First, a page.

8. #33
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    Of course each person has their own threshold for heat. I have quite a high level so I do not care much. We installed 4 AC units and only use the one in the MB for about an hour on some nights. However I have ceiling fans in every room and use them frequently.

    I agree with David. Trying to keep a big house at 25 to 26c is an expensive proposition.

    I guess if money is no object then by the biggest ones you can fit in each room and let'er rip.

  9. #34
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    Quote Originally Posted by baldrick View Post
    Quote Originally Posted by David48atTD
    Overall comment ... the notion to build an air-conditioned ice box is a poor choice for Thailand.
    having the main bedroom fully insulated and airconditioned when living in the north east is not a bad idea
    Agreed

    Probably lost in the wall of advice of mine above ...
    Quote Originally Posted by David48atTD View Post
    <snip> with air-con reserved for private areas, such as the Master Bedroom so that you have a good nights sleep.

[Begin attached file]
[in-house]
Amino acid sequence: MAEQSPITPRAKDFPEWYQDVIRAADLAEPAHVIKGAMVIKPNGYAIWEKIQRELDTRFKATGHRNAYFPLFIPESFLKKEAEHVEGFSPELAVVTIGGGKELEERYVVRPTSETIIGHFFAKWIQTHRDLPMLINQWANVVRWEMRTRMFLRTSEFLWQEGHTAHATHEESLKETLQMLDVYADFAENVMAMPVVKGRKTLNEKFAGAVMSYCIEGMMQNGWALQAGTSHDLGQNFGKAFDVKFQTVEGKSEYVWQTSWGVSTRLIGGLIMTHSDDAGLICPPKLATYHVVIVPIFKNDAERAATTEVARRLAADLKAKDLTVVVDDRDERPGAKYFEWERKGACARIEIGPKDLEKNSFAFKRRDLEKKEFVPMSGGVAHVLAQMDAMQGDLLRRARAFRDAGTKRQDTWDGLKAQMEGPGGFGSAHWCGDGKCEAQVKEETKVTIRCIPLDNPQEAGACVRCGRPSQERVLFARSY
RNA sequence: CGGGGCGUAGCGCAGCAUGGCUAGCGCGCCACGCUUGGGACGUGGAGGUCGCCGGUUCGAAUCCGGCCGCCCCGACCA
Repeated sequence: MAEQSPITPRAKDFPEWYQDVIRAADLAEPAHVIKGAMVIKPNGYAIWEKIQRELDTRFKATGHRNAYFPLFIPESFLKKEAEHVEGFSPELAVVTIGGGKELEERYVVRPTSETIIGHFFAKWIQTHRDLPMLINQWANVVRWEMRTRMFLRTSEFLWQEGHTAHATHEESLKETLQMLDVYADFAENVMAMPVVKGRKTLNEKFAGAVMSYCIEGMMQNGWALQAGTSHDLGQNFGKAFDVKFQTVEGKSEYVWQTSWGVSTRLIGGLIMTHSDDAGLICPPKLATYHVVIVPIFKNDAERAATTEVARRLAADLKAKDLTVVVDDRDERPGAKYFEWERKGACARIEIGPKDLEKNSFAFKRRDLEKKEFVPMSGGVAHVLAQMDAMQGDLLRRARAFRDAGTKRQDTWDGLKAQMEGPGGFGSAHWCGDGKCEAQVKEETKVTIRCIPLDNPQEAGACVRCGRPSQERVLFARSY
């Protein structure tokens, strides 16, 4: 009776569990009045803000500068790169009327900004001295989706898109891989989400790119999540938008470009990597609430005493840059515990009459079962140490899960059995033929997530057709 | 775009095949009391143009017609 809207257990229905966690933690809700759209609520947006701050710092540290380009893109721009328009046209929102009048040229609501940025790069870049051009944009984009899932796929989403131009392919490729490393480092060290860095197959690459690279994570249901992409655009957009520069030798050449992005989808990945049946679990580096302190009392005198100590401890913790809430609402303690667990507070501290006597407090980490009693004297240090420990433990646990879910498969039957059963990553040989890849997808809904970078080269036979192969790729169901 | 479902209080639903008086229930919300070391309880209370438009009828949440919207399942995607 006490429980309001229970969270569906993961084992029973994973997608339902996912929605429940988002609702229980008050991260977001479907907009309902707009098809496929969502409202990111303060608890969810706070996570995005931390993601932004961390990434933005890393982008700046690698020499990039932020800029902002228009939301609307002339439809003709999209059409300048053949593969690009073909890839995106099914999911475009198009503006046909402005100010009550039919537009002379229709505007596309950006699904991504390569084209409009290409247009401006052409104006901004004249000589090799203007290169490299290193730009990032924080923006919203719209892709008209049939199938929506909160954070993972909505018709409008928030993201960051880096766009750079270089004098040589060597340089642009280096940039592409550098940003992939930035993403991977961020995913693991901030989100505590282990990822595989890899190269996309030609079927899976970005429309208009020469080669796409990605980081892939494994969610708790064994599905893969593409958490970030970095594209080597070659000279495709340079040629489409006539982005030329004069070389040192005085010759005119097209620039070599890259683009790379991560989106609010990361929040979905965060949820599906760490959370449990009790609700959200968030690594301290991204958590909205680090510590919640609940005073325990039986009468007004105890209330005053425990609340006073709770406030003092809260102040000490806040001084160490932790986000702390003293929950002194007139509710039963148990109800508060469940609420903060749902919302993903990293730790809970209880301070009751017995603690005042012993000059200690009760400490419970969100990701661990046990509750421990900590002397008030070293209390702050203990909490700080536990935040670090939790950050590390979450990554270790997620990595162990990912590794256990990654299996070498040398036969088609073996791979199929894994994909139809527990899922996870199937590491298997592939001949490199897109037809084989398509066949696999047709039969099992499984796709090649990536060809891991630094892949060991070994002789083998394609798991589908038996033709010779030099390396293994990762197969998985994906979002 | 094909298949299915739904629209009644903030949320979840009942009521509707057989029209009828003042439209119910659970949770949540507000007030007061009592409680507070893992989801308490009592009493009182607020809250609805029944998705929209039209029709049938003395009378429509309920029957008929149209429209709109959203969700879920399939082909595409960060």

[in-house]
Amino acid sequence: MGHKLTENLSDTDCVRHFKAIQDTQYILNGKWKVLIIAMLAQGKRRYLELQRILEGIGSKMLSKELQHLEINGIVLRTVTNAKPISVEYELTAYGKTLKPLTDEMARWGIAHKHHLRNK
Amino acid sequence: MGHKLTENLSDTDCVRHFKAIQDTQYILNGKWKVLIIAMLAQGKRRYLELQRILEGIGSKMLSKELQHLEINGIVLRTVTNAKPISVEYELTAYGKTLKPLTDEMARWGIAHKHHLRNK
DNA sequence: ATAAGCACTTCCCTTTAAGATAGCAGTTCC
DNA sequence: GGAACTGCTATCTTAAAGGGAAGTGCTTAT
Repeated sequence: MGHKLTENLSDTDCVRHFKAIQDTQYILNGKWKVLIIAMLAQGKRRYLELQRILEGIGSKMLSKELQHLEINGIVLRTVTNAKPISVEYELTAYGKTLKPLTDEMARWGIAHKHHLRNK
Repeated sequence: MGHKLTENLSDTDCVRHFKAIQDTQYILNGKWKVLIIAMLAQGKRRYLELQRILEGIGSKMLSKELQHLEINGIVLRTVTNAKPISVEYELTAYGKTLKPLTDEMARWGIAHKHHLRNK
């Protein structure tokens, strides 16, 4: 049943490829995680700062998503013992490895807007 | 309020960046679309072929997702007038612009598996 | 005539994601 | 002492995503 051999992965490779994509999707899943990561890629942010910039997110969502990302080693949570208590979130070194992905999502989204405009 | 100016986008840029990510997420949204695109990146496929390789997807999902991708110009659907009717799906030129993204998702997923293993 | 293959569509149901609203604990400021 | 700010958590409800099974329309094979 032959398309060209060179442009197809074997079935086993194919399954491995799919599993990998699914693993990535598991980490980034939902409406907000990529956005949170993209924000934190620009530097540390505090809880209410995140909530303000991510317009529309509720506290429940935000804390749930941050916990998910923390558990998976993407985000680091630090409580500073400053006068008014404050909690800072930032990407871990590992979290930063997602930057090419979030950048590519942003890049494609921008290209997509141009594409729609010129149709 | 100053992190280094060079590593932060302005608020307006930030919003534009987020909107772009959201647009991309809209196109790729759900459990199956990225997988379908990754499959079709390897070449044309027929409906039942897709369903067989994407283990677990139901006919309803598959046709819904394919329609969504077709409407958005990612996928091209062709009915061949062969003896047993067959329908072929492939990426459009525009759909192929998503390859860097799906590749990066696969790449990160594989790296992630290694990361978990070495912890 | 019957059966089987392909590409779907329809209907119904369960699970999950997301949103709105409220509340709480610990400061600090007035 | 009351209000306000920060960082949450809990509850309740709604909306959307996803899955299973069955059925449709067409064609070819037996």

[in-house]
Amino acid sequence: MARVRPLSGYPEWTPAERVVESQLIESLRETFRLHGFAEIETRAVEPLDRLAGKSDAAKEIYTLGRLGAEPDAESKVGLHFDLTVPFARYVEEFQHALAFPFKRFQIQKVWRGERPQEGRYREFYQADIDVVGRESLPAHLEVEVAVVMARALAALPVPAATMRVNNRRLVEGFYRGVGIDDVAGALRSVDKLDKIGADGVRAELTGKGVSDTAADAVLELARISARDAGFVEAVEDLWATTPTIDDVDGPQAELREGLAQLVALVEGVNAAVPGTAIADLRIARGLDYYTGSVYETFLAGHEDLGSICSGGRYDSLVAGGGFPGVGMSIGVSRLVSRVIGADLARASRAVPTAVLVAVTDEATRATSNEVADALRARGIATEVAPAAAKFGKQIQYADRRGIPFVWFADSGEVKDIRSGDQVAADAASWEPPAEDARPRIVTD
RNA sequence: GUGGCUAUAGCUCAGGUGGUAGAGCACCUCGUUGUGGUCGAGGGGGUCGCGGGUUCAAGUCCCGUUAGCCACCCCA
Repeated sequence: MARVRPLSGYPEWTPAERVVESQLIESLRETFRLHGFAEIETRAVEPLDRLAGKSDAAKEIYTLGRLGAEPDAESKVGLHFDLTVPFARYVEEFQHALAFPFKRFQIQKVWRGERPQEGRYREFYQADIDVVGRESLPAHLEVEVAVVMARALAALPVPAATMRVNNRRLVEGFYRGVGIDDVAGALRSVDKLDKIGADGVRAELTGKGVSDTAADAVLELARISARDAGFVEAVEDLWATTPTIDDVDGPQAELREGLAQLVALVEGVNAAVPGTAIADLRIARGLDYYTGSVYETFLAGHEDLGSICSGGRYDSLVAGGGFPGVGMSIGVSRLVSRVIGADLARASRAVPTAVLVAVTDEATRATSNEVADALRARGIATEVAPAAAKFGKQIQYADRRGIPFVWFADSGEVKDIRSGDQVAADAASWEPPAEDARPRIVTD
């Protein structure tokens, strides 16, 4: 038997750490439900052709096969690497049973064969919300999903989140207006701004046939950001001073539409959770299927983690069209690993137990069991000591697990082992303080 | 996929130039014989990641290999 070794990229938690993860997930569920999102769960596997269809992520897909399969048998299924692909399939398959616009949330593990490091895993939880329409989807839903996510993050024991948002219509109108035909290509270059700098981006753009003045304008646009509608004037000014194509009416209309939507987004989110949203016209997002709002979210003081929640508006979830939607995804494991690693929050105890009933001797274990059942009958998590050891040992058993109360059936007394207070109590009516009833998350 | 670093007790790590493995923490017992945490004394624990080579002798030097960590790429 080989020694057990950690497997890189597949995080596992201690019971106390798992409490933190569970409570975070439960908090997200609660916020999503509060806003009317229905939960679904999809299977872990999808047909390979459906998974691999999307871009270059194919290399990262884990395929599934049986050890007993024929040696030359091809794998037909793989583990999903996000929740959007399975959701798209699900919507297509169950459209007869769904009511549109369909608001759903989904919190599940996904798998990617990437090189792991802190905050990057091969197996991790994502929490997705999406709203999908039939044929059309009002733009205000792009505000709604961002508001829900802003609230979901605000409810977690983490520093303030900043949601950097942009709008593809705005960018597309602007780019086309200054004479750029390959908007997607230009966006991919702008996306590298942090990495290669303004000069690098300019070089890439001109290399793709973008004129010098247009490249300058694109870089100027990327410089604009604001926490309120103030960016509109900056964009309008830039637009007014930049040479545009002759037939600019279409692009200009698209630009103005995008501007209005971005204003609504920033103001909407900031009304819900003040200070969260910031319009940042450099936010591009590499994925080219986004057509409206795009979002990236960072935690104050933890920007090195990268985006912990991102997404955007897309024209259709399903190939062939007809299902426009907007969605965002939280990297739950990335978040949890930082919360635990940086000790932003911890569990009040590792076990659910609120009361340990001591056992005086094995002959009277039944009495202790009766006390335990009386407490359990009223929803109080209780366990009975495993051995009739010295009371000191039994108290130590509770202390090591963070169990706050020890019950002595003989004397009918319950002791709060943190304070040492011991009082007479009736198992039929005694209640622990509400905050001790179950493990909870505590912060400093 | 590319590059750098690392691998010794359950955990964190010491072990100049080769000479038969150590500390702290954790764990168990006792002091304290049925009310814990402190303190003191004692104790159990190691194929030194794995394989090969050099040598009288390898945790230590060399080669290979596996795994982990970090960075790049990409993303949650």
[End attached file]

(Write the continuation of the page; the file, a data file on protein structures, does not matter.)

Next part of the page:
10. #35
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    Forty years ago I lived in a block of flats...on the third floor. I had to carry every grocery item up those steps and walk up and down them at least 4 times a day.

    I promised myself that one day I would build a house with no effing steps.

    So I did.

    Its not about age or disabilities...it is about wasted energy..and it is pointless to build a double story if the land space is available. It is also cheaper.

  11. #36
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    ^
    I used to live in a brilliant two story house, the kitchen and bedrooms were upstairs and the views great.

    Soon the views did not seem so great anymore but the steps and lugging shit upstairs got old real quickly.

    Vowed never to live in a two story house again unless it had a lift.